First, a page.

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September 23    Scripture



Mythology & Beliefs: Sciron
In Greek and Roman Mythology, Sciron was a robber; forced strangers to wash his feet, then hurled them into sea where tortoise devoured them; slain by Theseus.

Sciron in Greek and Roman Biography and Mythology (Σκίρων or Σκείρων). 1. A famous robber who haunted the frontier between Attica and Megaris, and not only robbed the travellers who passed through the country, but compelled them, on the Scironian rock to wash his feet, during which operation he kicked them with his foot into the sea. At the foot of the rock there was a tortoise, which devoured the bodies of the robber's victims. He was slain by Theseus, in the same manner in which he had killed others (Plut. Thes. 10 ; Diod. 4.59; Strab. ix. p.391; Paus. 1.44.12; Schol. ad Eur. Hipp. 976 ; Ov. Met. 7.445). In the pediment of the royal Stoa at Athens, there was a group of figures of burnt clay, representing Theseus in the act of throwing Sciron into the sea. (Paus. 1.3.1.) - A Dictionary of Greek and Roman biography and mythology, William Smith, Ed.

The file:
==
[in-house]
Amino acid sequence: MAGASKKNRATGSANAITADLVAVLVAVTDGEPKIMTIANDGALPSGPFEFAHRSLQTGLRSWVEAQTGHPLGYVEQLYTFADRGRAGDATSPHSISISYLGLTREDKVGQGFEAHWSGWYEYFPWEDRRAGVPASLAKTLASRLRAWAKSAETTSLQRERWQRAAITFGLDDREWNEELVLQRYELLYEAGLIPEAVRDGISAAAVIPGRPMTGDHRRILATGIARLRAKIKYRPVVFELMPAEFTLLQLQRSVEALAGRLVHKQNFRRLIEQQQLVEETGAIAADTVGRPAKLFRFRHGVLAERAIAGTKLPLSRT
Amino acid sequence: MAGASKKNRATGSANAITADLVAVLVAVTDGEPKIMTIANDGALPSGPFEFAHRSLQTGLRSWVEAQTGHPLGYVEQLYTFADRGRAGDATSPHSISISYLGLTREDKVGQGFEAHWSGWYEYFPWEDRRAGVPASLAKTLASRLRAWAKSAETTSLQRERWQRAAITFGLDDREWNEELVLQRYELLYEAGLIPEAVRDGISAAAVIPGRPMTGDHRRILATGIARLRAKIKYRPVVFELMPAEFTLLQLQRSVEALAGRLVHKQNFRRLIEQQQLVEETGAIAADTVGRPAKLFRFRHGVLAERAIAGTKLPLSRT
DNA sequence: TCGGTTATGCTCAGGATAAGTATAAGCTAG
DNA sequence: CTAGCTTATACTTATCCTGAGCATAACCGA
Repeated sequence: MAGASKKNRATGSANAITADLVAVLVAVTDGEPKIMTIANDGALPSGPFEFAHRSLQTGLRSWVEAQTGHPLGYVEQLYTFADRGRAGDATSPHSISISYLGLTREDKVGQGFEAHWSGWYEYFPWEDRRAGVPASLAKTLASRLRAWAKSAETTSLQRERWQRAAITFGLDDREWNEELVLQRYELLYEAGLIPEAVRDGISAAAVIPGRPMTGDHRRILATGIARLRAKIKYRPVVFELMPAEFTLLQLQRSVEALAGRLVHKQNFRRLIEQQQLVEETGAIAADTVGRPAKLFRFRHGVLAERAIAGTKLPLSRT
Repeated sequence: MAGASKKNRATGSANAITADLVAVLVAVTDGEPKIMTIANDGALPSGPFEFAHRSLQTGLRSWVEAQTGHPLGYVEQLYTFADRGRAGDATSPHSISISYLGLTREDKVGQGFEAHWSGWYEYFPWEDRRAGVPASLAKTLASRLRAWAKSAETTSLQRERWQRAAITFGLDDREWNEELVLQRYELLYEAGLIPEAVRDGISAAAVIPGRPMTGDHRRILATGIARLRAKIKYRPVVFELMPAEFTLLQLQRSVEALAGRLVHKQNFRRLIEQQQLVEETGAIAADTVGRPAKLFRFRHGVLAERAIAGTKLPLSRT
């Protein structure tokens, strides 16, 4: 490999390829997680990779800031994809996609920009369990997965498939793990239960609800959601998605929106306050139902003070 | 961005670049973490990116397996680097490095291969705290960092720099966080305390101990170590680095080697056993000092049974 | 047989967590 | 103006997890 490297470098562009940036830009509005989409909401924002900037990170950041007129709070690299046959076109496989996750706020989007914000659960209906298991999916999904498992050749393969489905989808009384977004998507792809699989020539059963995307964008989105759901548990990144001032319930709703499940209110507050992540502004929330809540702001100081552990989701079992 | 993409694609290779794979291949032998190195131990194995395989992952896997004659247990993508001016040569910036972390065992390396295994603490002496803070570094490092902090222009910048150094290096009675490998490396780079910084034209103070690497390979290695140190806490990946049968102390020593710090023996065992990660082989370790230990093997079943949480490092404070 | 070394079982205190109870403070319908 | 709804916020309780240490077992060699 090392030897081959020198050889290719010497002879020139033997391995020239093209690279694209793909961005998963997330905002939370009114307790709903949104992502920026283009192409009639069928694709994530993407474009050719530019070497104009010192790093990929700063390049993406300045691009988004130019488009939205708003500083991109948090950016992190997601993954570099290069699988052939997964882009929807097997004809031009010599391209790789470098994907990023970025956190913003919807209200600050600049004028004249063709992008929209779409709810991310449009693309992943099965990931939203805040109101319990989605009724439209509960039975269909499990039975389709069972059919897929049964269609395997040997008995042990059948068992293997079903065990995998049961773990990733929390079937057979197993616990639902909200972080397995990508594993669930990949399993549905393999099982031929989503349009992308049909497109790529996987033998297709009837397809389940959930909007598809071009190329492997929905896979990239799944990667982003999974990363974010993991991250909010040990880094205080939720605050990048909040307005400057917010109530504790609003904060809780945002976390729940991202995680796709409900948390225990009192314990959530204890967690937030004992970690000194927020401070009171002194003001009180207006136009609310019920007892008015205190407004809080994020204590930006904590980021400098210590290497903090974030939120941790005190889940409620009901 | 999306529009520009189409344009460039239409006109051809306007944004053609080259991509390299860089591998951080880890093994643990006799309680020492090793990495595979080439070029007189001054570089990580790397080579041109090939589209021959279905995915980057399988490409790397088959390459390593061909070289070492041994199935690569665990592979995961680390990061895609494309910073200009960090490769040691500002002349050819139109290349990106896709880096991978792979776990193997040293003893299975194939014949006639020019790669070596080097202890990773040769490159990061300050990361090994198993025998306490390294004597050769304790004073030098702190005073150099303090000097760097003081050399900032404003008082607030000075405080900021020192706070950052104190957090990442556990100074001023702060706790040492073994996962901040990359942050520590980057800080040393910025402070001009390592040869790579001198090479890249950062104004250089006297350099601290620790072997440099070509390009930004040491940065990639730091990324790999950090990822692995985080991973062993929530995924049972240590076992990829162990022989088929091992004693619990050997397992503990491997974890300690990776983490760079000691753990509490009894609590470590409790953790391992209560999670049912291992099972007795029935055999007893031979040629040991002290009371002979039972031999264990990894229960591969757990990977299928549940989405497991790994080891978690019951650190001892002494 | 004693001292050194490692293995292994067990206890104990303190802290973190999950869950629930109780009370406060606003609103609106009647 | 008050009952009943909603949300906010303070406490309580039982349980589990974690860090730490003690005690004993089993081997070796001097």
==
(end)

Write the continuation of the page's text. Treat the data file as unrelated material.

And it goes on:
Sciron in Wikipedia In Greek mythology, Sciron (Ancient Greek: Σκίρων; gen.: Σκίρωνoς) was a robber killed by Theseus. He forced travelers to wash his feet. While they knelt before him, he kicked them off a cliff behind them, where they were eaten by a sea monster (or a giant turtle). Theseus pushed him off the cliff. The Megarians, however, claimed that Sciron was not a robber, but a prince of Megara, and son of King Pylus; father of Endeis, wife of Aeacus. (Plut. Thes. 10 ) A passage in Ovid (Met. 7.444), where the poet claims that certain cliffs by the name of Sciron owe their name to the man, suggests an aetiological origin for the tale. - Wikipedia

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